Tuesday, 2 September 2008

#2. Know your competition

Or why travel journalism usually sucks.

Reading newspaper travel sections
If my previous post (Writer who travels vs traveller who writes) was a little disheartening, then fear not, this one is a little more upbeat.
One thing that most travel writers are rarely prepared to admit is that a large percentage of travel writing is crap.
But it is. There’s a very good reason why most people will skip the travel section of a newspaper – it usually doesn’t have anything worth reading in it.

Not holding interest
I’ll hold my hands up here. I rarely read through a newspaper travel section myself. I’ll always LOOK at it, and often read the starts of a few articles. But a lot of the time they simply don’t hold my interest.
Sometimes they’re not on themes or destinations that I’m particularly interested in, but a lot of the time they’ll just be plain dull. Even the most prestigious newspapers can contain some appallingly tedious writing.

UK newspaper travel sections
I live in the UK, and out of the eight travel sections of the ‘quality’ newspapers (Times, Telegraph, Guardian, Independent and their Sunday equivalents), I’d say only one was consistently good. Probably two are quite good, two solid and well-aimed at their target audience, two are poor and one is downright terrible.
I’m not going to highlight which falls into which bracket – I think it’s an interesting exercise to judge for yourself – but the standard really isn’t that high.

What I did on my holidays
The worst of them is simply abysmal. It contains reams of lazy, self-indulgent pieces that barely scrape above the standard of “what I did on my holidays” essays scrawled out after the first day back at primary school.
It also concentrates on places that a huge percentage of its readership would never be able to afford, and probably wouldn’t want to go to. It truly is dismal.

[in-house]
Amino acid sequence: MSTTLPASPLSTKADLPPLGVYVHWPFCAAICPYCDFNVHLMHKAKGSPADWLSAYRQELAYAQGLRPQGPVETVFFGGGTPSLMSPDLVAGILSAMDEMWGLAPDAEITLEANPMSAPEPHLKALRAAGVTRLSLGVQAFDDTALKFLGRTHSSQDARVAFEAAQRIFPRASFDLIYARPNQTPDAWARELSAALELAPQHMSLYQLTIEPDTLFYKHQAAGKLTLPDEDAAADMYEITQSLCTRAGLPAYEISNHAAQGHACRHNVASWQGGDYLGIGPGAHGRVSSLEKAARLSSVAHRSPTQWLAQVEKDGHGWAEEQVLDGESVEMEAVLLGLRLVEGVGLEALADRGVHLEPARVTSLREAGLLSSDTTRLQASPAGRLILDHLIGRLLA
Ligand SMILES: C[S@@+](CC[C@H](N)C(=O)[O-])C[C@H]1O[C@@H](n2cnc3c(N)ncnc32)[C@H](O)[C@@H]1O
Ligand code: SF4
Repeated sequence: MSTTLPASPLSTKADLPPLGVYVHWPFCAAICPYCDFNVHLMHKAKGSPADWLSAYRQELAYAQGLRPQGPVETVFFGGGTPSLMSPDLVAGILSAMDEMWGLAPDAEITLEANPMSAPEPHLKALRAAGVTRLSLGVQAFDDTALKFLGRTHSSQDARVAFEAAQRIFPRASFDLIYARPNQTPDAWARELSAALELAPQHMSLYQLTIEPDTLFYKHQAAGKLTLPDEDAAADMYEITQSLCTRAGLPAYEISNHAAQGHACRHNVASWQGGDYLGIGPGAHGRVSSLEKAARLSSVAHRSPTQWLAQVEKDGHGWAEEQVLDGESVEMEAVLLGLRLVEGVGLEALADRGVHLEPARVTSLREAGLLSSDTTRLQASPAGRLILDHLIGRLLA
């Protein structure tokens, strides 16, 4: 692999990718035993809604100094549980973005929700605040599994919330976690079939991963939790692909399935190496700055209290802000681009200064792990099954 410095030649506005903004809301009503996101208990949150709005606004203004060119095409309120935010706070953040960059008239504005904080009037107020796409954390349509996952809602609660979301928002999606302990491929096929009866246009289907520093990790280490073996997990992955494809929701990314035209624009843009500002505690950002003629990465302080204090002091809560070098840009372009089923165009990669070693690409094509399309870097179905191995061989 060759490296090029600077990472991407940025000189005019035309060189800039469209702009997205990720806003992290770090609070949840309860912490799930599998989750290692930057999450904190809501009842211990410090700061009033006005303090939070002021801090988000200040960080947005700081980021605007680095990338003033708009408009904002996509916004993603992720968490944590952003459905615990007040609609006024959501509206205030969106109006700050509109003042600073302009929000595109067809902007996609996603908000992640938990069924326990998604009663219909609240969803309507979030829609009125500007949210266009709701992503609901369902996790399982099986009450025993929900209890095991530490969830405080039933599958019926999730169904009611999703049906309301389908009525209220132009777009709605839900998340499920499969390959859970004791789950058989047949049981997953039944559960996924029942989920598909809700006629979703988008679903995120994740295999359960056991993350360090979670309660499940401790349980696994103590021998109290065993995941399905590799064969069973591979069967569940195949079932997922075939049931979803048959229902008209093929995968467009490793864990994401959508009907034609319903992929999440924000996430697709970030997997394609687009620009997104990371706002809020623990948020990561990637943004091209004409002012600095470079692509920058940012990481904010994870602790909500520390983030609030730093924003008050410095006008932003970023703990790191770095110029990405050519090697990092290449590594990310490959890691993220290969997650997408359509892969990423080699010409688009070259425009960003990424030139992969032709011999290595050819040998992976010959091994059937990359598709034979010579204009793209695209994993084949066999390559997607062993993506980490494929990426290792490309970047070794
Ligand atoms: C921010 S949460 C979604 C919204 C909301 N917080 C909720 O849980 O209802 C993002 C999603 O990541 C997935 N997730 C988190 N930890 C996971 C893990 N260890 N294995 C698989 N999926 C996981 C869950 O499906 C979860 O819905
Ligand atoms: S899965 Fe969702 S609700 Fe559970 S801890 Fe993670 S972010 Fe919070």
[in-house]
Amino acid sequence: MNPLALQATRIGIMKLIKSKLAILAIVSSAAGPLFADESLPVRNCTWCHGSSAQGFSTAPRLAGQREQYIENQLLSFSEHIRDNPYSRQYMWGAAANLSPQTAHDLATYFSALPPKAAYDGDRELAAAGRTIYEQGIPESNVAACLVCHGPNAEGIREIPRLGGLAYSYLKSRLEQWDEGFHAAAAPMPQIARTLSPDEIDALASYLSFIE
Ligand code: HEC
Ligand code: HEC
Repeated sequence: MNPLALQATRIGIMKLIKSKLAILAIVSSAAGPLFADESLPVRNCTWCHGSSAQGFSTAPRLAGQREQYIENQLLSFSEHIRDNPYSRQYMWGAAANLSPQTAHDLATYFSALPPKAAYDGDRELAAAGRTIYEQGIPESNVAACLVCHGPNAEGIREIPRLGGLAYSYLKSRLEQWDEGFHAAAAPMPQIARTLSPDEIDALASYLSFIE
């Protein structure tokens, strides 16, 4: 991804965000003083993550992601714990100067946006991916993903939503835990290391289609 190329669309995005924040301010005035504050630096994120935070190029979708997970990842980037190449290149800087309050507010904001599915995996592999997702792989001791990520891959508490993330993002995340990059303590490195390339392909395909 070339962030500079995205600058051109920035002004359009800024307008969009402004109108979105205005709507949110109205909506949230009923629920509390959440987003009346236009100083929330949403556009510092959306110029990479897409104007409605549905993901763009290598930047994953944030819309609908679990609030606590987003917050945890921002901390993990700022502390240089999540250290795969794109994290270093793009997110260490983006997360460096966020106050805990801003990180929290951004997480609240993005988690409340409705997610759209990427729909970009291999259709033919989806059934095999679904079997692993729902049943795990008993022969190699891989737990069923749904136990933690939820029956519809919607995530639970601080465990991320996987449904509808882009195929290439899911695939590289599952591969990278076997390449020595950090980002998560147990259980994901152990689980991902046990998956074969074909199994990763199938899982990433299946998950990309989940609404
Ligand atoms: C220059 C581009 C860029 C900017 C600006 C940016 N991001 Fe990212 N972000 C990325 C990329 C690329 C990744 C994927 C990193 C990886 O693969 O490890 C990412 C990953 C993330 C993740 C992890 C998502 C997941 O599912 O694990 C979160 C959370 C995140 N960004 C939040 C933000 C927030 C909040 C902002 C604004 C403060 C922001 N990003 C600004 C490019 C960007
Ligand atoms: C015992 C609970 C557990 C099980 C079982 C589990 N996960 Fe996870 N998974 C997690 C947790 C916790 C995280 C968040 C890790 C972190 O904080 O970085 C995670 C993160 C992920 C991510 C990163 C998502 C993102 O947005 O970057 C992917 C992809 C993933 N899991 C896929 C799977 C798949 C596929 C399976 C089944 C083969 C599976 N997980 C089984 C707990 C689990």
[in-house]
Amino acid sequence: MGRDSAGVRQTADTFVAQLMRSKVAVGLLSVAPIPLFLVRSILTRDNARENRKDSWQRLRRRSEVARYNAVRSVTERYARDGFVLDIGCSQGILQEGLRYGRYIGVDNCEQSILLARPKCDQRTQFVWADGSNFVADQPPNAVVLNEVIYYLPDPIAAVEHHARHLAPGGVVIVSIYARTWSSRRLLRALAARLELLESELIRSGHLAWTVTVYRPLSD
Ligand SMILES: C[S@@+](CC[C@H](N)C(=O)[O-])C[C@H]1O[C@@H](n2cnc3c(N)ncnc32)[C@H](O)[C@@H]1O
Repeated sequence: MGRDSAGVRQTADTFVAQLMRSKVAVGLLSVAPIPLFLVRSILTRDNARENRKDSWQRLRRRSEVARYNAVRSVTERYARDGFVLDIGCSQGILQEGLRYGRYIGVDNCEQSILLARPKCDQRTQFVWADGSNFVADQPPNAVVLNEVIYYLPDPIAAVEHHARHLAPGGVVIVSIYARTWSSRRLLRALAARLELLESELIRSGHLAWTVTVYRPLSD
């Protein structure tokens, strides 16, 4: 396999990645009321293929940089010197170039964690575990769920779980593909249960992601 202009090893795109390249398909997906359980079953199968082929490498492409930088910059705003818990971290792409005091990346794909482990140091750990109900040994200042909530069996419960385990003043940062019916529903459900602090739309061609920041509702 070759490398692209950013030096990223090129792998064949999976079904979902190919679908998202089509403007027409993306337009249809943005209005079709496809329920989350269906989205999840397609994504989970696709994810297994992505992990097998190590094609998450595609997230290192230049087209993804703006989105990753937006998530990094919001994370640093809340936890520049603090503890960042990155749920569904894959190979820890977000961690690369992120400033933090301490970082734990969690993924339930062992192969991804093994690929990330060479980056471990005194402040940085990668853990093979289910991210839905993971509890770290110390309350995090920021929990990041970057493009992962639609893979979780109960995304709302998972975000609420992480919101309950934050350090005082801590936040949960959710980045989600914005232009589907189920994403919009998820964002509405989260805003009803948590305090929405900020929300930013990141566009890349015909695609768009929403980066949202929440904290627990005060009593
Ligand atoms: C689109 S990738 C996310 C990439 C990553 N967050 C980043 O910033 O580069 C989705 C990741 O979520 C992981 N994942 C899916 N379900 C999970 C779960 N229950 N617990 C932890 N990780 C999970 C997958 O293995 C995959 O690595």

Rising above the norm
Far from finding this dispiriting, however, it should act as great encouragement. For those that can actually write anyway.
Just think – amid a sea of crap, good writing will instantly stand out. And that good writing can hopefully be yours.
Don’t underestimate this. As I discovered when I first started out, many editors are crying out for contributors that can rise above the norm.

Strong, distinctive writing
One of the first publications I ‘cracked’ is one that many travel writers that have been in the game for years have never managed to make any headway with. They’ve tried, and tried and tried, but can’t get any pitches accepted.
I made it because the editor liked my writing. She emailed back saying that not only would she take the story, but that she wished her other contributors could write that well. She thought my writing was strong and distinctive. And that is something that is surprisingly uncommon in travel journalism.

Mediocre standard of competition
So, for the wannabe travel writer that can actually write, the mediocre standard of the competition is great news. It’s not difficult to stand out from the crowd. In fact, the major problem you’ll encounter is the sheer volume of mediocrity out there – but that we shall come to another time.

3 comments:

Ann said...

I've subscribed to your blog for a while, but I've decided to start reading from the beginning. Which is what I'm doing right now. This post was definitely more hopeful than the previous one. My question to you is, do you have a link to a travel story that you found successful?

Thanks... you'll probably see a lot more of my comments in other posts as I go through.

David said...

Hi Ann. I am currently on the road, but shall dig a few out when I get back.

Thanks for posting the comment though.

Neil said...

Hi David... I'm loving your blog! Did you ever get to "dig a few out"? I'm interested to see some examples...